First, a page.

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Comment Re:Well I'm gonna break up the hate party (Score 1) 118

I've also been using Linux for the same amount of time as my primary dev platform. I, like many others, hated Gnome 3 when it first came out. I still grumble about it when something weird breaks, but I wouldn't go back to Gnome 2 now if you paid me. Gnome shell with the right extensions is in fact now my favorite desktop. I wish more things were customizable but with extensions I can get most of what is needed to make it the way I want it. I don't care if those who prefer MATE or whatever use that instead; choice is good.

For some reason people seem to believe if they don't like something, no one else possibly could. Try to grow up and stop complaining about something you don't even use.

Comment Re:I don't think it's got anything to do with gend (Score 1) 370

Funny, my son majored in Applied Physics, which required math up the wazoo. I gently urged him to take a programming course which he enjoyed and took a couple more courses. When it came time to find a job, the only thing he could find was programming jobs. Which has now turned into a career. But yeah, sure C.S. is a dead end. I guess you must be right.

Comment Re:40 hour week is a myth (Score 2) 193

You know, it's not a myth. It just requires discipline, and working for a company that doesn't suck. I've managed it for the 28 years since my first child was born. I just decided to start working normal hours. Since I got as much done as when I worked 60+ hours, no one seemed to care.

Is this is really true for most large US companies? What's your definition of large? I've worked for companies with several $100 million in annual revenue, is that too small too count? Maybe you should avoid really large companies if that's the case.

Comment Re:what's wrong with ifconfig? (Score 1) 164

Never heard of it before, but thanks for the tip. It solved a problem I started having with NetworkManager after upgrading to Fedora 21. It was interfering with my Juniper VPN (route monitor alarm when connecting, stopping the VPN). Took just a few minutes to install and get it running, nice tool.

Comment Re:Female programmers (Score 5, Insightful) 608

Up until I the last few years, I would have agreed that women programmers are rare (and they are at most companies). However, I now work for a company with a large number of Indian engineers, and about half of them are women. My conclusion is that the lack of women must be largely cultural (in the US) and nothing whatsoever to do with gender differences in ability.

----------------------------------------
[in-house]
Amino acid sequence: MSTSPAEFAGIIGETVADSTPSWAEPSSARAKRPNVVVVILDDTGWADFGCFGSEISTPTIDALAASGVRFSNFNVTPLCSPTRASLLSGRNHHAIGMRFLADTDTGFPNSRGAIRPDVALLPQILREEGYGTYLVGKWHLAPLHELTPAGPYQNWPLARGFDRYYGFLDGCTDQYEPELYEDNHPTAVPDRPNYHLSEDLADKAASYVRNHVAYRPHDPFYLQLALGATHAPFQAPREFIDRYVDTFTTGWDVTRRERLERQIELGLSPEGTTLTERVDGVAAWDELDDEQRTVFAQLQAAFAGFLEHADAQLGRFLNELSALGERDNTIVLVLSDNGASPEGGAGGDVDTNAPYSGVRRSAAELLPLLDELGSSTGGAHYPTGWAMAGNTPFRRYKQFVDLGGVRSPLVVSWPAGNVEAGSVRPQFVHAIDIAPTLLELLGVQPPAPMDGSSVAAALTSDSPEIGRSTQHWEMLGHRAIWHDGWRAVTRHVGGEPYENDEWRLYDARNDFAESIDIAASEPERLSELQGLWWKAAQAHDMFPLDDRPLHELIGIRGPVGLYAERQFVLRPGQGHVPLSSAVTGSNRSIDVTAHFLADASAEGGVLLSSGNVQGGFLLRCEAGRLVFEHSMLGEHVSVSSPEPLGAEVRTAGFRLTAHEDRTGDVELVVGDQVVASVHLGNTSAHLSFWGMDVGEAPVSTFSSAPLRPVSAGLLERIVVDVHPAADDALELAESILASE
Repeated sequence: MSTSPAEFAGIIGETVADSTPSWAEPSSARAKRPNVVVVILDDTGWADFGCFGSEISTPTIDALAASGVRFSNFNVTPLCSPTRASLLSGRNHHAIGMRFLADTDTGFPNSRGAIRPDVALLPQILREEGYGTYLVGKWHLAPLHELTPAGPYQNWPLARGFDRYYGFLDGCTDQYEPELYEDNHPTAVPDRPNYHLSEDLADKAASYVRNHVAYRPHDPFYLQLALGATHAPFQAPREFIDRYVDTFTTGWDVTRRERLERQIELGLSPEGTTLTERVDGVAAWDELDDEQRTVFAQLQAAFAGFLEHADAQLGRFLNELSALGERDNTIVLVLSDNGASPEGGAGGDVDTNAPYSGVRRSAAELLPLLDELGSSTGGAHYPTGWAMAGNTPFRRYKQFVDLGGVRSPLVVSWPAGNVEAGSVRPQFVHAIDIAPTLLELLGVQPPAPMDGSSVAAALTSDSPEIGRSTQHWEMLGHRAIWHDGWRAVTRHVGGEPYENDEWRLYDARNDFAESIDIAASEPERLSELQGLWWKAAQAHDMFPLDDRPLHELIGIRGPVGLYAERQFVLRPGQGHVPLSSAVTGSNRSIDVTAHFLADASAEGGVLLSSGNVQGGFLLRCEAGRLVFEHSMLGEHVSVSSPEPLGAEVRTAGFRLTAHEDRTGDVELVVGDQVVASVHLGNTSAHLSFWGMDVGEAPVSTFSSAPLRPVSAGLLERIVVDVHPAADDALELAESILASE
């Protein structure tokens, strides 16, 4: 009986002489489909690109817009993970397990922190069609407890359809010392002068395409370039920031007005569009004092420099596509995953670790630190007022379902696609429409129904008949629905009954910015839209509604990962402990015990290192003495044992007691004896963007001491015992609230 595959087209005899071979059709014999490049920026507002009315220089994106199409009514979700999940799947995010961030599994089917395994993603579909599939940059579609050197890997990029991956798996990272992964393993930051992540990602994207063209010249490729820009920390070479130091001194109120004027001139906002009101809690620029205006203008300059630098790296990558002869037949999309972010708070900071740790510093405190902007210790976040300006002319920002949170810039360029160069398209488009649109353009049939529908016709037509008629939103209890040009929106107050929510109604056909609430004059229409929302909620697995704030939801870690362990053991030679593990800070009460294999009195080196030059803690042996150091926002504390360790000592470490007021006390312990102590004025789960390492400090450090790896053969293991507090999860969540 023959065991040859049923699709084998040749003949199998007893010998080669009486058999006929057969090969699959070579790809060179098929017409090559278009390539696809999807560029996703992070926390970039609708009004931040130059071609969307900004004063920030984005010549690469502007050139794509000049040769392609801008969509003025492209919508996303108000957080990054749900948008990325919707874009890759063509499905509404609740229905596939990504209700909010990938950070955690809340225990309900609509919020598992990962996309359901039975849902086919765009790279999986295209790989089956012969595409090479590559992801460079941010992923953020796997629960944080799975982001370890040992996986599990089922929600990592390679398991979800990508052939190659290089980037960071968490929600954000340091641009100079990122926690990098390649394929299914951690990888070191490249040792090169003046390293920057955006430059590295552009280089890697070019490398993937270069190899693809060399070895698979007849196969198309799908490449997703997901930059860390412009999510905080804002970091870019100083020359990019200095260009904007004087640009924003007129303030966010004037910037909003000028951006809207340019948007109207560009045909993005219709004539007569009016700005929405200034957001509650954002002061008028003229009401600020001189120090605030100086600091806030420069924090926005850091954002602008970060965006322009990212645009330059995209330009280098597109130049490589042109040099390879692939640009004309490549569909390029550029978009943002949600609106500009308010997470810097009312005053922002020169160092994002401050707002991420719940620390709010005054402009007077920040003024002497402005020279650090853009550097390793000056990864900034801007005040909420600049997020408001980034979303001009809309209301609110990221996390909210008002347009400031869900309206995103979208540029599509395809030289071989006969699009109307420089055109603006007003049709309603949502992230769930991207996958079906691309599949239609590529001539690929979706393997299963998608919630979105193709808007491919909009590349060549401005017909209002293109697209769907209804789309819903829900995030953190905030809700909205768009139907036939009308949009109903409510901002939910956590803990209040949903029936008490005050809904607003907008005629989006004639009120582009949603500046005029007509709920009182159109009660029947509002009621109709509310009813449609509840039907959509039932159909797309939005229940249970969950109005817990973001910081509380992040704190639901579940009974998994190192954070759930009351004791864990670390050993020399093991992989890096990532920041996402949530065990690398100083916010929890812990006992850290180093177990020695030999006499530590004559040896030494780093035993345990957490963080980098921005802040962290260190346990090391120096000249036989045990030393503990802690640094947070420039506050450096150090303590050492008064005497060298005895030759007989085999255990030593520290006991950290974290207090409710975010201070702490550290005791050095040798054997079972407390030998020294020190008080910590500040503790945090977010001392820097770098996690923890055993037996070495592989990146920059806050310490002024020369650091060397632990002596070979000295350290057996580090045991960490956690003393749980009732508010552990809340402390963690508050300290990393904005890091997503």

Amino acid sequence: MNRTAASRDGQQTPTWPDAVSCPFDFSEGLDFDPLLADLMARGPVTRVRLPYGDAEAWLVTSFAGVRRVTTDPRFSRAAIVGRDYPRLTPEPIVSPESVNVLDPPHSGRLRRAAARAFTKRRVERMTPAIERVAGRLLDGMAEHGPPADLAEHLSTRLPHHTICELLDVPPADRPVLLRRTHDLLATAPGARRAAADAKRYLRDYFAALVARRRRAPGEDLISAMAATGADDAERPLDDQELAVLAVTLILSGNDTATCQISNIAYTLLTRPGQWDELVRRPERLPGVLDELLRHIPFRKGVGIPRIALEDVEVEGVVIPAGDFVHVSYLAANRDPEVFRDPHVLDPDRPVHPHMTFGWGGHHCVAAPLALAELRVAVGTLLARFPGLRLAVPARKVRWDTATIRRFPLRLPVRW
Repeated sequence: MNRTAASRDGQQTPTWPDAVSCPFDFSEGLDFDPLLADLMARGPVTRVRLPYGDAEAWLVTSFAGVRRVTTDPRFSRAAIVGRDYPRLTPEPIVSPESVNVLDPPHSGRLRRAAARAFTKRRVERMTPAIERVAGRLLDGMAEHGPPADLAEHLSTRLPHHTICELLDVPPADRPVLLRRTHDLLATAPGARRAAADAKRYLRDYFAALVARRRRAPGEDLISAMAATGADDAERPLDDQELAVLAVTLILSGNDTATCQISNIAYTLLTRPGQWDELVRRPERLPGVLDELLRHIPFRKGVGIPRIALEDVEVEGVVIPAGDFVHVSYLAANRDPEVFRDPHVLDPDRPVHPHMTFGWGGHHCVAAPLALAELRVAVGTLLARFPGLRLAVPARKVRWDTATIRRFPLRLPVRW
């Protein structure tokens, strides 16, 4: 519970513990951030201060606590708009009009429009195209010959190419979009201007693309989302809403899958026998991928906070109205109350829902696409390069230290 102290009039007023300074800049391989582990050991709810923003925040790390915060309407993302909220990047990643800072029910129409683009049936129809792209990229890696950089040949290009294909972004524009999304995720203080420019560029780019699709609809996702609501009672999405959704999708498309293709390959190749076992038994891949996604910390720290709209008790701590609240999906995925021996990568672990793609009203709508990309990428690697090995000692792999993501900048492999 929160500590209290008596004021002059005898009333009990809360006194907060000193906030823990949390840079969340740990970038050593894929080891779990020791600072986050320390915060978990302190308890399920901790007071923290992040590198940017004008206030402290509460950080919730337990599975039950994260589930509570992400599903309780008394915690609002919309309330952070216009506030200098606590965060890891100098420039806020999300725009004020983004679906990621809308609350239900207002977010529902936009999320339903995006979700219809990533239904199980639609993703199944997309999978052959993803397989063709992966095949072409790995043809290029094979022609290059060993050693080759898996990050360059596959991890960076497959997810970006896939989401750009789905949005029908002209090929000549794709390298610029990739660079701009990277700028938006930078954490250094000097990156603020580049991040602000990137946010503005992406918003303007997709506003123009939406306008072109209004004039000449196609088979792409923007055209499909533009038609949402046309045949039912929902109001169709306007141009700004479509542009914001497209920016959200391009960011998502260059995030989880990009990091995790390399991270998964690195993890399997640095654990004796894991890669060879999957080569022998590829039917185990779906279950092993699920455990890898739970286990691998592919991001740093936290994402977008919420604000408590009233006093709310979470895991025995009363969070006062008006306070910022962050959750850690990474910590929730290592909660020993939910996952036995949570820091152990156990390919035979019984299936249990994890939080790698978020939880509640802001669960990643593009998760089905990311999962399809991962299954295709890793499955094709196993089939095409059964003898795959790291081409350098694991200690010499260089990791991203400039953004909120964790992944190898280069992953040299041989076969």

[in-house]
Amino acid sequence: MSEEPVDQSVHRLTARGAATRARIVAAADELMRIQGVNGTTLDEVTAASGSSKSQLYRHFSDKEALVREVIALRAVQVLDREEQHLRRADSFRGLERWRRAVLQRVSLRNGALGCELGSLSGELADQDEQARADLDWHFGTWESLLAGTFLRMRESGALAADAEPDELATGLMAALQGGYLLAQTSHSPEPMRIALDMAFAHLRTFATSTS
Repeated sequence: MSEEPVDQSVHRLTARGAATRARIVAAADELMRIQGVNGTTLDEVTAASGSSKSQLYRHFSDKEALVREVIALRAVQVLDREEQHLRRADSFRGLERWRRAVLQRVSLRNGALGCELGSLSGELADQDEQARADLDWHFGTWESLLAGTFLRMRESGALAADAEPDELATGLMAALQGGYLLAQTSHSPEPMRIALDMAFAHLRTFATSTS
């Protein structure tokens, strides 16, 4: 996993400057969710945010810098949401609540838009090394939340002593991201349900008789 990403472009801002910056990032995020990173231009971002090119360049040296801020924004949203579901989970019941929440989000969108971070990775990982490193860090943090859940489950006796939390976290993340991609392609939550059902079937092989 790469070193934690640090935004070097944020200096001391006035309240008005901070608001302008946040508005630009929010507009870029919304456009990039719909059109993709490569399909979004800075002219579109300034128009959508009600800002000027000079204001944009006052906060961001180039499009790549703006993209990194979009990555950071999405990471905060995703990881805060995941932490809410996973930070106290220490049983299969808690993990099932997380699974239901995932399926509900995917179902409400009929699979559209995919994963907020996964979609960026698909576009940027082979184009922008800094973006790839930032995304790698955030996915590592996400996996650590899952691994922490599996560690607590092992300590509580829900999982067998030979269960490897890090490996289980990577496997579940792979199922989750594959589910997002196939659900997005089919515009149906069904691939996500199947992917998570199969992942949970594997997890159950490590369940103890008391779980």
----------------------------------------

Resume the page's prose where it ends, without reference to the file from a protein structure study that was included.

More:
Comment Re:I get up .. (Score 5, Interesting) 635

Yep, although I don't go to the gym, I just walk. And not for 3 hours. I walk 15 minutes before work, 45 minutes at lunch and another 15-30 minutes after work. And I stopped overeating. That's all it takes. I lost 90 pounds in the last 6 months and feel so much better. Really, it just takes a little discipline. Also take a walk around the floor at work every 2-3 hours, not good to sit for extended periods.

Comment Re:Word (Score 2) 586

Well I've been programming for 40 years (since I was 14), and resisted IDE for a long time until I realized that I was being an idiot and embraced Eclipse. It's a tremendous productivity booster, I can't imagine not having the wonderful refactoring tools it offers, and I have no interest in navigating folder hierarchies. But it's a personal choice, use whatever you prefer and don't worry about what others are using.


Printing Replacement Body Parts 101

Deep Penguin sends in a piece that appeared in The Economist a couple of weeks back about a developing technology to "print" body parts for transplant. "A US and an Australian company have developed the $200,000 machine, which works by depositing stem cells and a 'sugar-based hydrogel' scaffolding material. (The stem cells are harvested from a transplant patient's own fat and bone marrow, to avoid rejection down the line.) The companies are Organovo, from San Diego, specializing in regenerative medicine, and Invetech, an engineering and automation firm in Melbourne, Australia. The initial targets are skin, muscle, and 'short stretches of blood vessels,' which they hope to have available for human implantation within five years. Down the line, they expect the technology could even print directly into the body, bypassing the in-vitro portion of the current process."

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